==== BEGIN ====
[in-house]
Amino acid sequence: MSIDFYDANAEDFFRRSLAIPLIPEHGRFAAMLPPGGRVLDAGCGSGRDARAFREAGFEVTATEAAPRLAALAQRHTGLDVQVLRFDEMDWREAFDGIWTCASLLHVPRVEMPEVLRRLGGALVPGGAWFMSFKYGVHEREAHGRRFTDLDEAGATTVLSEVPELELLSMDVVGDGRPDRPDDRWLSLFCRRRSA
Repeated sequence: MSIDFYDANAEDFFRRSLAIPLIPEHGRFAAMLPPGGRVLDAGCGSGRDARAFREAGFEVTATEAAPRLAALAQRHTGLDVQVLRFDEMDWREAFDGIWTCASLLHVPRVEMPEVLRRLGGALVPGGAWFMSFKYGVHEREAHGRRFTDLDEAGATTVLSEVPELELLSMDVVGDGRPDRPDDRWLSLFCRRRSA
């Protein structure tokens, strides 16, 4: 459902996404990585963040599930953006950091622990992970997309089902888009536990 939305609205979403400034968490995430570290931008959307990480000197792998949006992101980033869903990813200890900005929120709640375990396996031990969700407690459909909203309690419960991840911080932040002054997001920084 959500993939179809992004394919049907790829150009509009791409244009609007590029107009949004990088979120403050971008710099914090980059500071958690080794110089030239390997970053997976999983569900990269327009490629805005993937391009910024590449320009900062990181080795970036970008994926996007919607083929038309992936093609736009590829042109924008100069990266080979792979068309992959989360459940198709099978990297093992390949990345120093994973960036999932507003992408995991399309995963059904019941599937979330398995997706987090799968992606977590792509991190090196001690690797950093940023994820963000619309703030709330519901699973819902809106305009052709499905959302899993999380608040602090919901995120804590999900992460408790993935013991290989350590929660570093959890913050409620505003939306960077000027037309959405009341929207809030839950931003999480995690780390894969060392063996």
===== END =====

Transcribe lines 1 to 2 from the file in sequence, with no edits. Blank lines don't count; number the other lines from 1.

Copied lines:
[in-house]
Amino acid sequence: MSIDFYDANAEDFFRRSLAIPLIPEHGRFAAMLPPGGRVLDAGCGSGRDARAFREAGFEVTATEAAPRLAALAQRHTGLDVQVLRFDEMDWREAFDGIWTCASLLHVPRVEMPEVLRRLGGALVPGGAWFMSFKYGVHEREAHGRRFTDLDEAGATTVLSEVPELELLSMDVVGDGRPDRPDDRWLSLFCRRRSA